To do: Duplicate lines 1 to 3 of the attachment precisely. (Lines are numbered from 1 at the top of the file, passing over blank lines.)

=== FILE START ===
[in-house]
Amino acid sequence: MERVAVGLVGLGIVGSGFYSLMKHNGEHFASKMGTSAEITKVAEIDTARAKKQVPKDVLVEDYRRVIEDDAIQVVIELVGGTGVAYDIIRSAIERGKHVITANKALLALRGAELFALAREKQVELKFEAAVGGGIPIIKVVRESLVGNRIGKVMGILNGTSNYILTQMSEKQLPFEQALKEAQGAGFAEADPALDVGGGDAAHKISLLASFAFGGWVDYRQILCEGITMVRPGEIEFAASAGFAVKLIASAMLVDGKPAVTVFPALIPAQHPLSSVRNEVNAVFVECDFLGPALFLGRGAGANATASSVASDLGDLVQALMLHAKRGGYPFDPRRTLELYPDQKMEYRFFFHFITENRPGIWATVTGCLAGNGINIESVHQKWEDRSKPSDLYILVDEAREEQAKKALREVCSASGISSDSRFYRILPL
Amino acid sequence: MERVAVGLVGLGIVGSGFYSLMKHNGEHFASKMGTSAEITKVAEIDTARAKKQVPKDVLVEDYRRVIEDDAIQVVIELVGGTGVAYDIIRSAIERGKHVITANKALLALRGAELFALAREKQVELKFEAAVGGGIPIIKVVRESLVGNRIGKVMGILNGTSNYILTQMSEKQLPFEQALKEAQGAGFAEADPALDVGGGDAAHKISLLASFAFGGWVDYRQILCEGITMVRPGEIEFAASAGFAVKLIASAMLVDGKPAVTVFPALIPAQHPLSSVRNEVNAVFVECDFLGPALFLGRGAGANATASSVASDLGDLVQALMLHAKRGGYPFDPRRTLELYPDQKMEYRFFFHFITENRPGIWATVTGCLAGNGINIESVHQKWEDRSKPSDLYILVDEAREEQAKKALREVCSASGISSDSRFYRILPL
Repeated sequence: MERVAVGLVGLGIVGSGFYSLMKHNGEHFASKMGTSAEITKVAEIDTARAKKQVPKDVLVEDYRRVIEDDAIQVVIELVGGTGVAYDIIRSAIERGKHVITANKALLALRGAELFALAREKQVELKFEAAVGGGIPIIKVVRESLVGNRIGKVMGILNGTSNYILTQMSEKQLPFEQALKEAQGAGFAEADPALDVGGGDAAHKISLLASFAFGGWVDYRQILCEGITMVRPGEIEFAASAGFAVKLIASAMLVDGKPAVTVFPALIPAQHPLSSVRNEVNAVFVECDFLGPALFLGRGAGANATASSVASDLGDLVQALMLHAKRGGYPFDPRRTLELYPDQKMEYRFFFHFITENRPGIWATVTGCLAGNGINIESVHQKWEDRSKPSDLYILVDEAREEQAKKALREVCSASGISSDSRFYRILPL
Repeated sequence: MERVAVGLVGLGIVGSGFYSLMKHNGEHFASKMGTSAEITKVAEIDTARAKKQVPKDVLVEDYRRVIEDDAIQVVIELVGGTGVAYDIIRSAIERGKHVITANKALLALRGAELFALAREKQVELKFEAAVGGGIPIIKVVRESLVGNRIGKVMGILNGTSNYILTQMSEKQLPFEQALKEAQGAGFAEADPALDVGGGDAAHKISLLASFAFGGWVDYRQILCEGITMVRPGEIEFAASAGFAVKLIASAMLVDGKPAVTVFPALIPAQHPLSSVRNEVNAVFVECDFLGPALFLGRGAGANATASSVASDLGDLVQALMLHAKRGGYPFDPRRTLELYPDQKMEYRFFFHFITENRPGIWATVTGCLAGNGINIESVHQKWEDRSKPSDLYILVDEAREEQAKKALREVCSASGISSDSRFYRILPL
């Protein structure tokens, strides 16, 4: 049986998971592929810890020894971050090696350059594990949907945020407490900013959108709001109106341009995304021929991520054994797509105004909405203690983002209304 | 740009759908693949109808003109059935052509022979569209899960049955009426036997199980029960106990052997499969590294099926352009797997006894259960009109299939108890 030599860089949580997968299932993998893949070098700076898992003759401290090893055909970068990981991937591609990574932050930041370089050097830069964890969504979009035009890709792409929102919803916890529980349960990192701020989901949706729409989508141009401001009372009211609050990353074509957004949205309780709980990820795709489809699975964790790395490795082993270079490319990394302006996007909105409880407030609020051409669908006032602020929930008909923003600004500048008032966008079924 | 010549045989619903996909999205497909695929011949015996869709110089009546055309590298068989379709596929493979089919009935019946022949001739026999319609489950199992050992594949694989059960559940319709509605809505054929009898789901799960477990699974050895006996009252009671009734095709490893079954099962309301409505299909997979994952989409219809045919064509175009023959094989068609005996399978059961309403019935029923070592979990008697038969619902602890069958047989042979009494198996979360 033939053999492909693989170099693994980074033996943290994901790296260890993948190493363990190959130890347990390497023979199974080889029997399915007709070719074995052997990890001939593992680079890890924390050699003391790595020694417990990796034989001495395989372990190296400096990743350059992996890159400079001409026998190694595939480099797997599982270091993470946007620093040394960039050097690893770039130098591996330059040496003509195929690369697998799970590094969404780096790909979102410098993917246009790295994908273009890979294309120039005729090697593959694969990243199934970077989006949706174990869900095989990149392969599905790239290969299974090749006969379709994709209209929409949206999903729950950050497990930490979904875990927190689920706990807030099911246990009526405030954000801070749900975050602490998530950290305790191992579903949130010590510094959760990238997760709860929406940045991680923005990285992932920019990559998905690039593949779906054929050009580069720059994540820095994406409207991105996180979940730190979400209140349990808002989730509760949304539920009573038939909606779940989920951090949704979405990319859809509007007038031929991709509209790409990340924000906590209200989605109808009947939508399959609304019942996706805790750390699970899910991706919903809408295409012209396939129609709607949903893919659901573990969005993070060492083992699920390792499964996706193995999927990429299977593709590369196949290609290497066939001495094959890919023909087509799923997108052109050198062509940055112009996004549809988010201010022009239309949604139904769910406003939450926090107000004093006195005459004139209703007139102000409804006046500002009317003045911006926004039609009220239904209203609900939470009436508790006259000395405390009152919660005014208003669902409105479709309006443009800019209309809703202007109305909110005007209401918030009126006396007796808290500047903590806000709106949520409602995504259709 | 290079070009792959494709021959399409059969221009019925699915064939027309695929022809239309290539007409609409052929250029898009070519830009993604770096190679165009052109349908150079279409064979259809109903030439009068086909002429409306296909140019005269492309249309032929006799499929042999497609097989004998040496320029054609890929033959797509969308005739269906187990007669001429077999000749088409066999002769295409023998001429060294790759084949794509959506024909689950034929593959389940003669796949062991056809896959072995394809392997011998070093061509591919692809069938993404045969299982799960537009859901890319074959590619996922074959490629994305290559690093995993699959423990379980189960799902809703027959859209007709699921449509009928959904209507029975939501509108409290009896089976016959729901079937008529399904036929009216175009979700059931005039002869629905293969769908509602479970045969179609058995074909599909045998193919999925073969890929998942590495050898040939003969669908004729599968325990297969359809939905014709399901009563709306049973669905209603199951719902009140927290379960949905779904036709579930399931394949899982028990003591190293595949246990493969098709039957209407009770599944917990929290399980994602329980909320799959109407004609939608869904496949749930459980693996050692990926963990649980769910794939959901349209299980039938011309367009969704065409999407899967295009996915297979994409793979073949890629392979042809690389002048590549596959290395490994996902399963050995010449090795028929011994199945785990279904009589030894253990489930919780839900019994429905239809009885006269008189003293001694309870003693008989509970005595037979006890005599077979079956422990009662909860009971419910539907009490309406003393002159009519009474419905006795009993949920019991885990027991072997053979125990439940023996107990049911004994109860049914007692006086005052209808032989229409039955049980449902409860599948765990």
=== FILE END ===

[in-house]
Amino acid sequence: MERVAVGLVGLGIVGSGFYSLMKHNGEHFASKMGTSAEITKVAEIDTARAKKQVPKDVLVEDYRRVIEDDAIQVVIELVGGTGVAYDIIRSAIERGKHVITANKALLALRGAELFALAREKQVELKFEAAVGGGIPIIKVVRESLVGNRIGKVMGILNGTSNYILTQMSEKQLPFEQALKEAQGAGFAEADPALDVGGGDAAHKISLLASFAFGGWVDYRQILCEGITMVRPGEIEFAASAGFAVKLIASAMLVDGKPAVTVFPALIPAQHPLSSVRNEVNAVFVECDFLGPALFLGRGAGANATASSVASDLGDLVQALMLHAKRGGYPFDPRRTLELYPDQKMEYRFFFHFITENRPGIWATVTGCLAGNGINIESVHQKWEDRSKPSDLYILVDEAREEQAKKALREVCSASGISSDSRFYRILPL
Amino acid sequence: MERVAVGLVGLGIVGSGFYSLMKHNGEHFASKMGTSAEITKVAEIDTARAKKQVPKDVLVEDYRRVIEDDAIQVVIELVGGTGVAYDIIRSAIERGKHVITANKALLALRGAELFALAREKQVELKFEAAVGGGIPIIKVVRESLVGNRIGKVMGILNGTSNYILTQMSEKQLPFEQALKEAQGAGFAEADPALDVGGGDAAHKISLLASFAFGGWVDYRQILCEGITMVRPGEIEFAASAGFAVKLIASAMLVDGKPAVTVFPALIPAQHPLSSVRNEVNAVFVECDFLGPALFLGRGAGANATASSVASDLGDLVQALMLHAKRGGYPFDPRRTLELYPDQKMEYRFFFHFITENRPGIWATVTGCLAGNGINIESVHQKWEDRSKPSDLYILVDEAREEQAKKALREVCSASGISSDSRFYRILPL